A professor of cardiovascular medicine at the University of the Maryland School of Medicine states that peripheral edema of the feet can also be a sign that one or more valves in your heart is unable to close properly. This swelling can also be the result of taking certain types of medication such as those for diabetes and/or hypertension. If swelling does correlate with heart issues, in most cases, there will be other indications as well. It may be accompanied by extreme fatigue and/or shortness of breath. It is best to consult your medical professional to determine exactly what is causing the edema.

3. Excruciating pain while walking. If the muscles of your legs and hips may cramp severely when you walk, but then relax upon resting. Do not automatically dismiss this sign as a curse of growing older. This could be a symptom of PAD or peripheral arterial disease. This is a result of fatty plaque accumulating in your arteries and clogging them, which has been linked to an increased risk of cardiovascular disease. Both PAD and related cardiovascular disease are generally completely treatable as long as you listen to the early warning signs and seek medical attention as soon as possible.

4. Feeling faint or light headed. There are many different causes of dizziness which are in no way related to heart disease. Fitness gyms post signs warning individuals that they should stop exercising, if they become faint or light headed. You could simply be dehydrated or you rose from a sitting or lying too quickly. If it is reoccurring, it is important to consult a physician to determine whether it is something such as a side effect of a medication that you are currently taking or if it is related to cardiovascular disease. Dizziness may also be a warning from your heart that your blood pressure is dropping too fast or frequently. This may be the result of a defective heart valve or clogged arteries.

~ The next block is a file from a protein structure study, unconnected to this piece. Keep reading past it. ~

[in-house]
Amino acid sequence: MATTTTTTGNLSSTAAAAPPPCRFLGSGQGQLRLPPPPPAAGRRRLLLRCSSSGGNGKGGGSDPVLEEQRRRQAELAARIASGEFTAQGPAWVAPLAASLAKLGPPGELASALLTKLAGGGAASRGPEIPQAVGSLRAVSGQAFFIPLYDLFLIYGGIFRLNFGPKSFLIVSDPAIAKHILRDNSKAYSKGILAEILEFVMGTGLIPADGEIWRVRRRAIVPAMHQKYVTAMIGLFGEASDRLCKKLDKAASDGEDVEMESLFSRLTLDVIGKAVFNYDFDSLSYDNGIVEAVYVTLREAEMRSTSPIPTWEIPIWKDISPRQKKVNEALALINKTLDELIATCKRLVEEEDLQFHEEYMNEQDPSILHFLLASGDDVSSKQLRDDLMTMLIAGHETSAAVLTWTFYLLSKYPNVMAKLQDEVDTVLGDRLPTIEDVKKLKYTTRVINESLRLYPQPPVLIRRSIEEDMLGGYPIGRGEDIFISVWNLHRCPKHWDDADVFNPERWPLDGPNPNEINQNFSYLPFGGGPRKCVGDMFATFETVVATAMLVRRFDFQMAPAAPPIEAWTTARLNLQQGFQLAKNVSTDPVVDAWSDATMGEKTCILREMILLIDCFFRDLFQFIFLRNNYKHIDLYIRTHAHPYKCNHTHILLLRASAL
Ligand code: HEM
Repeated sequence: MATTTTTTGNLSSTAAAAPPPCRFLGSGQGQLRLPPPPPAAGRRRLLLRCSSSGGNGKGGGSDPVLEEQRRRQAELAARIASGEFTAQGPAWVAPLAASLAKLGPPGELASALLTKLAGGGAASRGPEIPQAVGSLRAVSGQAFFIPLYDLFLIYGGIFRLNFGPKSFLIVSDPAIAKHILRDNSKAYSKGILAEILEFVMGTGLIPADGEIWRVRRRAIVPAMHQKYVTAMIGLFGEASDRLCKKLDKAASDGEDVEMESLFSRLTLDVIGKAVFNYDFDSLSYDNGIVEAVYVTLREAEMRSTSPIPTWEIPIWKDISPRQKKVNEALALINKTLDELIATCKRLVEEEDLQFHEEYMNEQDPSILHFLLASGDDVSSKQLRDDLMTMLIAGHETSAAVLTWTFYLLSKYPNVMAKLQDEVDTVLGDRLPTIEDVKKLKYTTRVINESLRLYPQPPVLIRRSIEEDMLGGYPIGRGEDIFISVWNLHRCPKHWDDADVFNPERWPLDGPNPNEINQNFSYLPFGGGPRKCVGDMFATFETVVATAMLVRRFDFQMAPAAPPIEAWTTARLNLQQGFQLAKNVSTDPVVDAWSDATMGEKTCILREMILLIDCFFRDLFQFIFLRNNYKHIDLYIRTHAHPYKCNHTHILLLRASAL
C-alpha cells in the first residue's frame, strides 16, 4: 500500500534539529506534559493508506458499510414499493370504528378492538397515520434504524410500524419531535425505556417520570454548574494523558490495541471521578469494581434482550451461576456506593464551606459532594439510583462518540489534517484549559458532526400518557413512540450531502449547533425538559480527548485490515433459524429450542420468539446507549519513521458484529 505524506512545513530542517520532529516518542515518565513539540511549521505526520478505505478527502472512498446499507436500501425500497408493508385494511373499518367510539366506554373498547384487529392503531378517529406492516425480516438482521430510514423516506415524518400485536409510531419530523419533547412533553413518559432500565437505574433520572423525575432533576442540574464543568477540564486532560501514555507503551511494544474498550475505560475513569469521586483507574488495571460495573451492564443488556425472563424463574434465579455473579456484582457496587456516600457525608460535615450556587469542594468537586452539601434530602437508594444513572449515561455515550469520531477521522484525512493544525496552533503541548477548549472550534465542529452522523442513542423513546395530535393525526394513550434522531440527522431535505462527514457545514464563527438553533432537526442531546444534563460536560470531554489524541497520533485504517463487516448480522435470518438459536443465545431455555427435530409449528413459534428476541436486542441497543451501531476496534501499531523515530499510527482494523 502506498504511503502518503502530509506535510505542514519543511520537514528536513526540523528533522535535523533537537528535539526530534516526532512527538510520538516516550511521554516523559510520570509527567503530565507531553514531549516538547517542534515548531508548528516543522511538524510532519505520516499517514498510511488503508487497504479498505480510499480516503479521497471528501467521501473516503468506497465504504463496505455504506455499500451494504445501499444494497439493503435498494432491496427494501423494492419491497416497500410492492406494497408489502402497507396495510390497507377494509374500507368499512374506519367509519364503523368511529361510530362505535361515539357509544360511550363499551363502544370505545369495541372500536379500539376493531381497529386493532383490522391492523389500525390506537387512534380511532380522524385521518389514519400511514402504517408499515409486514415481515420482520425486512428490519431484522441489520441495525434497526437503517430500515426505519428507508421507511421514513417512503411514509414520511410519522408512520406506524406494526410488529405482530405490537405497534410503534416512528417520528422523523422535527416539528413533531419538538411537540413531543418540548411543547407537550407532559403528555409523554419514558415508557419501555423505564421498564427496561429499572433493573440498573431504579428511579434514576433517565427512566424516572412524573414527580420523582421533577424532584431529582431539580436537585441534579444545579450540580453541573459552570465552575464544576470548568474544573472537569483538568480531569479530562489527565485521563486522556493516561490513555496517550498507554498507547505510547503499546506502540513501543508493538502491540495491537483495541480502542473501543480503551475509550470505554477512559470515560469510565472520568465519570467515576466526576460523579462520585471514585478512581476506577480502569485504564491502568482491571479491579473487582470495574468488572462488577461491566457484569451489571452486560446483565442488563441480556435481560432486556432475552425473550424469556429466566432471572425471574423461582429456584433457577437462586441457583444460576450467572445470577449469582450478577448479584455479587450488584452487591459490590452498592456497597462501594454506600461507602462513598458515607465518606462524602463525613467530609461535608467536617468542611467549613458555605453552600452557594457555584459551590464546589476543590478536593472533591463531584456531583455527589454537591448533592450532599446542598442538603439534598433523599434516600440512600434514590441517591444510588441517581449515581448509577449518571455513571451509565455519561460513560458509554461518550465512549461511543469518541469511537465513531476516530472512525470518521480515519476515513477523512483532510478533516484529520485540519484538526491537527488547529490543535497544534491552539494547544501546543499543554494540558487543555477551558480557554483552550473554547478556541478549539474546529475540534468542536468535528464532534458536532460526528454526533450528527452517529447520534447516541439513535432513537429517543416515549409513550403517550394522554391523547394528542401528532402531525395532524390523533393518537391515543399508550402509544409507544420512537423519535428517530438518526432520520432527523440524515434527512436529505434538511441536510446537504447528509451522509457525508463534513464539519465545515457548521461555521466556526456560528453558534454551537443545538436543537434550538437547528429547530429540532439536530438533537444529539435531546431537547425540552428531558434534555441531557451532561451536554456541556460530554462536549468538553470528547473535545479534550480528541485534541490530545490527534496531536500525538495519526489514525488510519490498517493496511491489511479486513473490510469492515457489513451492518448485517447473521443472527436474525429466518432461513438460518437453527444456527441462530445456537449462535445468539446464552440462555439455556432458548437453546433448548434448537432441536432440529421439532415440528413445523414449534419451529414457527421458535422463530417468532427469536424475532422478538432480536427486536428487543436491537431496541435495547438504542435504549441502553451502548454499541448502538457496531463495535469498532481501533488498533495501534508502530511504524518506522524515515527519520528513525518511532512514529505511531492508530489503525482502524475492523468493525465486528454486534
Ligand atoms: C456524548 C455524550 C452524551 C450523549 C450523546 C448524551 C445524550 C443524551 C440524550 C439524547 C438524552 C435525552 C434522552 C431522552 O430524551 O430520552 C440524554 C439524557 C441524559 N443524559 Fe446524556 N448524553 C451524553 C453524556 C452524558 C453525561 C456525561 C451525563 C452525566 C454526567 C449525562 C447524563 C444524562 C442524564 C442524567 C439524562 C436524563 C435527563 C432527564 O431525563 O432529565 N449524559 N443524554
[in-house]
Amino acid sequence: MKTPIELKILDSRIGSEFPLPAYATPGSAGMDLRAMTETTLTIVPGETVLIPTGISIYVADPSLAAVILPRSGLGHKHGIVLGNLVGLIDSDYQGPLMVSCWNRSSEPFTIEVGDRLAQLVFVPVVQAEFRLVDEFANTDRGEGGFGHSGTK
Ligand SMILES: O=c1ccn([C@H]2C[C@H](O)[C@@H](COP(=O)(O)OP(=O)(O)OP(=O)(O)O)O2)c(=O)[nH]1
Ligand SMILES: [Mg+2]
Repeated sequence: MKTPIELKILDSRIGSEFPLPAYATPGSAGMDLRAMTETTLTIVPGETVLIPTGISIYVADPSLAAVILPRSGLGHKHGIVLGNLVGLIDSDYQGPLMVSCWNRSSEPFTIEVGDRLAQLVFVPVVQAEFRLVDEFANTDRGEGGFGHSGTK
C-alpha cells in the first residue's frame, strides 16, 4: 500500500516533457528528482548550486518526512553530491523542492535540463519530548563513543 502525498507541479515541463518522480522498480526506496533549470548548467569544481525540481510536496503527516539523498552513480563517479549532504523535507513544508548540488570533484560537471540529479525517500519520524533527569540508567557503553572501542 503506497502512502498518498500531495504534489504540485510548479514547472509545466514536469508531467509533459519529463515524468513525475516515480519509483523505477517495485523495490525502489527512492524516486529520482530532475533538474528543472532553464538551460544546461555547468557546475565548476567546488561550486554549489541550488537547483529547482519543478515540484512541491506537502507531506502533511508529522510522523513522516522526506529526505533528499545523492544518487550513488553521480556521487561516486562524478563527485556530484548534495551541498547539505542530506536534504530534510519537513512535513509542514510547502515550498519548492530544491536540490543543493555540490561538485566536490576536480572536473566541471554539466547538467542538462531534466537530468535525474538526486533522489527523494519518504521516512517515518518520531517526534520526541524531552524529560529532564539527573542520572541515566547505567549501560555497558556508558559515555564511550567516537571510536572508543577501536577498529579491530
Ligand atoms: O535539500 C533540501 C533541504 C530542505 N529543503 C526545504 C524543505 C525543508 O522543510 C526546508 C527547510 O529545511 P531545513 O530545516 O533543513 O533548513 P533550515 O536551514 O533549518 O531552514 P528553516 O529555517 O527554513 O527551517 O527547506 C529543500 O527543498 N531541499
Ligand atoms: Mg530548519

5. Shortness of breath. If you have been fit pretty much all of your life, but suddenly become short of breath when performing those same routine exercises, it could be the result of an infection, anemia or asthma. It could be something much more serious, especially if you began to feel this way after simply climbing stairs and it is to the degree that it makes you cough. The heart may be having trouble pumping blood and/or your heart valves may be injured.

A defective heart valve can cause fluid to accumulate that may cause wheezing and coughing that are often mistaken for bronchial asthma. Once the valve is repaired or replaced it eliminates fluid from the lungs and allows the patient to breathe much easier. Be sure that you consult your doctor about this warning sign.